And I remembered why I was there. Why I had come to India. And so I drew in a breath, taking in all the wonder and love in the air around me, and then said as loudly as I could:
“Attention everyone! I am naturally thin.”
Part Three: Build
Iran. What can I say about going to build nuclear weapons in Iran? Mainly I can say that you will have to go to jail, and that there will be a lengthy extradition process.
Part Four: Banana
There is ash falling all around me in Iceland.
I am not speaking metaphorically. The volcano Eyjafjallajökull was erupting as my KLM jetliner descended into Reykjavik. It seems only appropriate. My life was on fire and now, in special greeting to me, the sky itself seems to be on fire. I have bragged in India, I have briefly built nuclear weapons in Iran before my unfortunate arrest and subsequent imprisonment, and now I am here in Iceland. Here to don a banana costume and walk the streets for four months.
I take an enormous hotel suite off the Ingólfstorg, or main square. I learn the language within moments of arriving, and so am able to get around easily. Also, I once played Annie in a school play even though I am not a redhead. Isn’t that neat?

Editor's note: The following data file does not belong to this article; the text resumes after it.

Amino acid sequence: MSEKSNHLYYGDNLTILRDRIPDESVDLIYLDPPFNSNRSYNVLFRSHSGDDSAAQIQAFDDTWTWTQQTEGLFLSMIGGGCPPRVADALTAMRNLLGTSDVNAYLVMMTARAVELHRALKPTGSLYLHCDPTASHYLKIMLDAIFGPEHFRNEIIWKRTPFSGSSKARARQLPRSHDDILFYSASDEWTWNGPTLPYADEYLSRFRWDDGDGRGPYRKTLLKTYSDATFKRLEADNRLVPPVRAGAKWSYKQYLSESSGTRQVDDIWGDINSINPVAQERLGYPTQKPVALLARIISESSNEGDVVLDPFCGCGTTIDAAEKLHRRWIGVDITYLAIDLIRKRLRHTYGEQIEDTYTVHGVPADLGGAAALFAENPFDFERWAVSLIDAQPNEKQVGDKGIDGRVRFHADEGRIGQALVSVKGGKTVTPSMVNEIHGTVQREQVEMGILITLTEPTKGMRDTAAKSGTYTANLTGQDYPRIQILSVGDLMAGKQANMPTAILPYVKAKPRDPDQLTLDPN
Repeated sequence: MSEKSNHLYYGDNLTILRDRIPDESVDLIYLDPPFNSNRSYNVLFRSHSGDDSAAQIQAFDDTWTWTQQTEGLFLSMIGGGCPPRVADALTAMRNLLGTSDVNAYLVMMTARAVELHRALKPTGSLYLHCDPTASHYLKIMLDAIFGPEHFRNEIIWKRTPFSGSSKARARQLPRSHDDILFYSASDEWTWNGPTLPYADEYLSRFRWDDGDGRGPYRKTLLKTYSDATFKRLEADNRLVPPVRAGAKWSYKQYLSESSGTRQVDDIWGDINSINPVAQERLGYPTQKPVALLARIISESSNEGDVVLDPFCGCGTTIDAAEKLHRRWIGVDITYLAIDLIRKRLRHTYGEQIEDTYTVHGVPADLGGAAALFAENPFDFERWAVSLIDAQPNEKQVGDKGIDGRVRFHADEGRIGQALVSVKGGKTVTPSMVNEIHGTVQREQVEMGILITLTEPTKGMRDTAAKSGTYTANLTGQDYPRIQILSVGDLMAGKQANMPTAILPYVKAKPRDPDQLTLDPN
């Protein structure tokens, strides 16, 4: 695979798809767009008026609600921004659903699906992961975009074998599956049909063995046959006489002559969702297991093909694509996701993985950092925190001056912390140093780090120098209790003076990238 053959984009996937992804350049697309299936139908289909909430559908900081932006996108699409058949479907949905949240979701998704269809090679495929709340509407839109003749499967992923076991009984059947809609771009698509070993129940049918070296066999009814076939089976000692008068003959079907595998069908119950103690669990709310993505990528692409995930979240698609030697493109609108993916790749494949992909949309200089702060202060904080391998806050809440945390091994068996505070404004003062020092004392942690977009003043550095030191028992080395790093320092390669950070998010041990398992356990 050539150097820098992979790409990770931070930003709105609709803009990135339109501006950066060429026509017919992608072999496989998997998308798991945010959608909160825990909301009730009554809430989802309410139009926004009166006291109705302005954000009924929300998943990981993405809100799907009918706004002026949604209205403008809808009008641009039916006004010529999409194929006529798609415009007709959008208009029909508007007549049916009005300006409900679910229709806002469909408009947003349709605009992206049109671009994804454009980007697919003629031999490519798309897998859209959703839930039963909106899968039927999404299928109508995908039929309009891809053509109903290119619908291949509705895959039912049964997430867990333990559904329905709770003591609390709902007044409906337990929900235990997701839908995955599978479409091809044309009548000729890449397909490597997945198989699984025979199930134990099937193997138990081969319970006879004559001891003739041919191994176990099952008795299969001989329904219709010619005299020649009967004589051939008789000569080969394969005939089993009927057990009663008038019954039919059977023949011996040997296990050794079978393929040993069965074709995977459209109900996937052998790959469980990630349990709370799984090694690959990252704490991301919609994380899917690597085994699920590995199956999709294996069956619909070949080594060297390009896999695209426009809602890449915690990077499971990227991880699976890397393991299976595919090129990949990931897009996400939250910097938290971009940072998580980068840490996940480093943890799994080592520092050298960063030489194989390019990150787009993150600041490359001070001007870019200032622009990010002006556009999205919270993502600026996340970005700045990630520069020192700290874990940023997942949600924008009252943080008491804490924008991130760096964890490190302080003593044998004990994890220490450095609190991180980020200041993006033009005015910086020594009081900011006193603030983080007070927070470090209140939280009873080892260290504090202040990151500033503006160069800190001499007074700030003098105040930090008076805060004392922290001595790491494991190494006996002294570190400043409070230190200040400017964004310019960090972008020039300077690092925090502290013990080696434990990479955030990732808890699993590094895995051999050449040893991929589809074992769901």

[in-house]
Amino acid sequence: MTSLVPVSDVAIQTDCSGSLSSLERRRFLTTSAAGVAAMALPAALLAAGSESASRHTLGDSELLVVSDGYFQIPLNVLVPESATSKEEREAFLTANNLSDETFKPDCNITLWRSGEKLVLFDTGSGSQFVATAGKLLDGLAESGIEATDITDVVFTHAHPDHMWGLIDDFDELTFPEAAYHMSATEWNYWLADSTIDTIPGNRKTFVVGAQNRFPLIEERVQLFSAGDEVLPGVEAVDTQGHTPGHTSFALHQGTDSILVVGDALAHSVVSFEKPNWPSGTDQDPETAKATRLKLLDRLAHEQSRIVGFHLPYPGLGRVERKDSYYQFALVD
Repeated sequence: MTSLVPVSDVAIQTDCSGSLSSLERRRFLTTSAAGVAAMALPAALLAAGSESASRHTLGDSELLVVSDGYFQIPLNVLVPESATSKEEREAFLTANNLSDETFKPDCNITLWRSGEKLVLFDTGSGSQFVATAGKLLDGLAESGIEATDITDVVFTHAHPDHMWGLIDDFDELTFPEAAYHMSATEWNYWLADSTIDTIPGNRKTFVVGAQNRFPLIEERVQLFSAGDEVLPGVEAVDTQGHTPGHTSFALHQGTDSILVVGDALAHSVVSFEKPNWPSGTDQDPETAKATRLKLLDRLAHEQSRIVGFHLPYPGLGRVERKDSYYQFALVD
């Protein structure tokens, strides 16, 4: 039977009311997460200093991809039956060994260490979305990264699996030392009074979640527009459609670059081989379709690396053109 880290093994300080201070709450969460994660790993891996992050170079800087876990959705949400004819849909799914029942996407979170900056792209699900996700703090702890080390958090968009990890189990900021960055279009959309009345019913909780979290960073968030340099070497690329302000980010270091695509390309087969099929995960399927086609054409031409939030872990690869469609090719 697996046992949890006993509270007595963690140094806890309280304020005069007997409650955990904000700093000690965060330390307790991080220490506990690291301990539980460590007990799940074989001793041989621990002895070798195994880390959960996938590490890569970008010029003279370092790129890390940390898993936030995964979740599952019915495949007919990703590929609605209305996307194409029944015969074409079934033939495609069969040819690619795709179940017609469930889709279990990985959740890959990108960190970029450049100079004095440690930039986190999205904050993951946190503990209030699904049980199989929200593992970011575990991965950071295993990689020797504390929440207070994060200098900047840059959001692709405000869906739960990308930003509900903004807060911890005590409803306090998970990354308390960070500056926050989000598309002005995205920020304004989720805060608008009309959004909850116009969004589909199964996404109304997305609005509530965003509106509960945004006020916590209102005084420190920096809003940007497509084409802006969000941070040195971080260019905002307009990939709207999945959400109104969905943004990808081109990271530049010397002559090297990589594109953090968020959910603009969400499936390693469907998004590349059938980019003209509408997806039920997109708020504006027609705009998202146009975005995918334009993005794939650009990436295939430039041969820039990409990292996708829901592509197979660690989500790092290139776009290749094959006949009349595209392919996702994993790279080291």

I rent a bicycle from a charming bicycle shop and, in my yellow tights and banana outfit, set off along a bike path down by the water.
A charming old man with no teeth stops me when I run him over. He asks:
“Why are you wearing a banana costume?”
I spend several hours explaining to him the intricate tale of my marriage and divorce, and of the extraordinary journey of self discovery I am on now.
“But why Iceland,” he asks, “Why a banana costume? It seems like you just picked three random things to do.”
I try explaining it to him again, and he interrupts me, saying:
“Well, it seems to me like maybe you’re just kind of a dick.”
And it’s then, sitting near the water in my banana suit talking to this charming old man, that my heart finally opens. And I forgive myself for everything I’ve done. Like that time I didn’t buy myself a purse I wanted. And that other time I did.
I stand up and leave the injured old man then, hopping on my bicycle and pedaling away. I know that now I will be happy to be alone, without a man, not married to a person or an idea or an idea of a person. Just myself. In a banana suit. Independent and yellow and free.
That’s when I see, in the distance, what I at first think is an illusion: another person in a banana suit pedaling towards me. He gets closer, and I see who it is.
He smiles at me. I feel that he accepts me in spite of the fact that I have all the assets that usually make a person acceptable: blonde hair, natural thinness, self-confidence, money, and a high quality fruit disguise. He sees all of those things. And more good things too. And he loves me anyway.
“Let’s get married,” Matt Damon says.
And I say:
“Fuck yeah, Matt Damon. Holy shit. Yes. Let’s do this.”